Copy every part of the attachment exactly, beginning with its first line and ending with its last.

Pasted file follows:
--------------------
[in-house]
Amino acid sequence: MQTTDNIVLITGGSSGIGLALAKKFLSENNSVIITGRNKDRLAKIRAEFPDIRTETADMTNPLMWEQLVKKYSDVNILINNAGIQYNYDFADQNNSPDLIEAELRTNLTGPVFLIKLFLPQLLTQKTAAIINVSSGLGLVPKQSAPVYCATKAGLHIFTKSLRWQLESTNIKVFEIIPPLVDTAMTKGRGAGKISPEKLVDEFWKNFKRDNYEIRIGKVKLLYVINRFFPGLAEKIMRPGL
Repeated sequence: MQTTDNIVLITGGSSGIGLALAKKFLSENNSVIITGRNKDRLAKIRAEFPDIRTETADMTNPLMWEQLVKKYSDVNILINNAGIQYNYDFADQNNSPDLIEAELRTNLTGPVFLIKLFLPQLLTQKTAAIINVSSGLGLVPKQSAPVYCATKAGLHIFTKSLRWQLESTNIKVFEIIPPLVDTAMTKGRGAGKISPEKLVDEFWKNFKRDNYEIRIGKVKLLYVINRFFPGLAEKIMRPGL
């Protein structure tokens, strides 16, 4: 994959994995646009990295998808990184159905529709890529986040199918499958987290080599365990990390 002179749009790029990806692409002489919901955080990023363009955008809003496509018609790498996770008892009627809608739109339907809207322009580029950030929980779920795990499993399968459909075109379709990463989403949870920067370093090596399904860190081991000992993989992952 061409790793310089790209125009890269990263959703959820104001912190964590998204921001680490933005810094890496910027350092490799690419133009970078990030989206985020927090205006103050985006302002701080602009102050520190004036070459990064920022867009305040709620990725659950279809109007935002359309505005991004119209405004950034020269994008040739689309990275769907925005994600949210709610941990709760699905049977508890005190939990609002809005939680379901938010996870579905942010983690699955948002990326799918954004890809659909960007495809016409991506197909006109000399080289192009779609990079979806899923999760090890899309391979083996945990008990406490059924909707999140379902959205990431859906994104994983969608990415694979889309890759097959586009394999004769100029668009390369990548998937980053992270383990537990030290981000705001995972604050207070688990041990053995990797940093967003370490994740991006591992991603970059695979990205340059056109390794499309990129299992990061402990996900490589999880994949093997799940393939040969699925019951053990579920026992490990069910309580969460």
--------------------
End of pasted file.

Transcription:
[in-house]
Amino acid sequence: MQTTDNIVLITGGSSGIGLALAKKFLSENNSVIITGRNKDRLAKIRAEFPDIRTETADMTNPLMWEQLVKKYSDVNILINNAGIQYNYDFADQNNSPDLIEAELRTNLTGPVFLIKLFLPQLLTQKTAAIINVSSGLGLVPKQSAPVYCATKAGLHIFTKSLRWQLESTNIKVFEIIPPLVDTAMTKGRGAGKISPEKLVDEFWKNFKRDNYEIRIGKVKLLYVINRFFPGLAEKIMRPGL
Repeated sequence: MQTTDNIVLITGGSSGIGLALAKKFLSENNSVIITGRNKDRLAKIRAEFPDIRTETADMTNPLMWEQLVKKYSDVNILINNAGIQYNYDFADQNNSPDLIEAELRTNLTGPVFLIKLFLPQLLTQKTAAIINVSSGLGLVPKQSAPVYCATKAGLHIFTKSLRWQLESTNIKVFEIIPPLVDTAMTKGRGAGKISPEKLVDEFWKNFKRDNYEIRIGKVKLLYVINRFFPGLAEKIMRPGL
């Protein structure tokens, strides 16, 4: 994959994995646009990295998808990184159905529709890529986040199918499958987290080599365990990390 002179749009790029990806692409002489919901955080990023363009955008809003496509018609790498996770008892009627809608739109339907809207322009580029950030929980779920795990499993399968459909075109379709990463989403949870920067370093090596399904860190081991000992993989992952 061409790793310089790209125009890269990263959703959820104001912190964590998204921001680490933005810094890496910027350092490799690419133009970078990030989206985020927090205006103050985006302002701080602009102050520190004036070459990064920022867009305040709620990725659950279809109007935002359309505005991004119209405004950034020269994008040739689309990275769907925005994600949210709610941990709760699905049977508890005190939990609002809005939680379901938010996870579905942010983690699955948002990326799918954004890809659909960007495809016409991506197909006109000399080289192009779609990079979806899923999760090890899309391979083996945990008990406490059924909707999140379902959205990431859906994104994983969608990415694979889309890759097959586009394999004769100029668009390369990548998937980053992270383990537990030290981000705001995972604050207070688990041990053995990797940093967003370490994740991006591992991603970059695979990205340059056109390794499309990129299992990061402990996900490589999880994949093997799940393939040969699925019951053990579920026992490990069910309580969460």